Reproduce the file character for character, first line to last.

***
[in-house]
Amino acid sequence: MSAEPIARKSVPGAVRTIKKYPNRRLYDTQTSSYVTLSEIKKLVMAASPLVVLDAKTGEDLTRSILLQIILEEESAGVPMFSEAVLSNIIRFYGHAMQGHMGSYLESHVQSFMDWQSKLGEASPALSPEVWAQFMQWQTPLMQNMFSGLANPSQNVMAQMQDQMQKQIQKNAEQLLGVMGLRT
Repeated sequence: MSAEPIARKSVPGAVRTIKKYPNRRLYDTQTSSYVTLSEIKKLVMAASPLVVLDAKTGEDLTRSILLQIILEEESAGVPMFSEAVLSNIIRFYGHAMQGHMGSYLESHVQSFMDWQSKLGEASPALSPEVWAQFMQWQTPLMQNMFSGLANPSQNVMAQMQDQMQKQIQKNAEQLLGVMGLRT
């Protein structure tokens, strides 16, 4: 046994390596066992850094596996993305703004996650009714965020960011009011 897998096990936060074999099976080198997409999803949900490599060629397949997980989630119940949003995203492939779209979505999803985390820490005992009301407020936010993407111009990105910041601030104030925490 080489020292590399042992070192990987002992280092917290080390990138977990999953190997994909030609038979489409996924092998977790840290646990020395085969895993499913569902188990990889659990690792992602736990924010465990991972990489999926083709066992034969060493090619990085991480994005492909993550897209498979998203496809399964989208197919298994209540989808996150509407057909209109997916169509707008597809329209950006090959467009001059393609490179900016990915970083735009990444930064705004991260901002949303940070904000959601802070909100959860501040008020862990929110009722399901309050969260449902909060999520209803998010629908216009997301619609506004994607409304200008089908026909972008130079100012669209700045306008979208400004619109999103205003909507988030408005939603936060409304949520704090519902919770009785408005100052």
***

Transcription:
[in-house]
Amino acid sequence: MSAEPIARKSVPGAVRTIKKYPNRRLYDTQTSSYVTLSEIKKLVMAASPLVVLDAKTGEDLTRSILLQIILEEESAGVPMFSEAVLSNIIRFYGHAMQGHMGSYLESHVQSFMDWQSKLGEASPALSPEVWAQFMQWQTPLMQNMFSGLANPSQNVMAQMQDQMQKQIQKNAEQLLGVMGLRT
Repeated sequence: MSAEPIARKSVPGAVRTIKKYPNRRLYDTQTSSYVTLSEIKKLVMAASPLVVLDAKTGEDLTRSILLQIILEEESAGVPMFSEAVLSNIIRFYGHAMQGHMGSYLESHVQSFMDWQSKLGEASPALSPEVWAQFMQWQTPLMQNMFSGLANPSQNVMAQMQDQMQKQIQKNAEQLLGVMGLRT
């Protein structure tokens, strides 16, 4: 046994390596066992850094596996993305703004996650009714965020960011009011 897998096990936060074999099976080198997409999803949900490599060629397949997980989630119940949003995203492939779209979505999803985390820490005992009301407020936010993407111009990105910041601030104030925490 080489020292590399042992070192990987002992280092917290080390990138977990999953190997994909030609038979489409996924092998977790840290646990020395085969895993499913569902188990990889659990690792992602736990924010465990991972990489999926083709066992034969060493090619990085991480994005492909993550897209498979998203496809399964989208197919298994209540989808996150509407057909209109997916169509707008597809329209950006090959467009001059393609490179900016990915970083735009990444930064705004991260901002949303940070904000959601802070909100959860501040008020862990929110009722399901309050969260449902909060999520209803998010629908216009997301619609506004994607409304200008089908026909972008130079100012669209700045306008979208400004619109999103205003909507988030408005939603936060409304949520704090519902919770009785408005100052």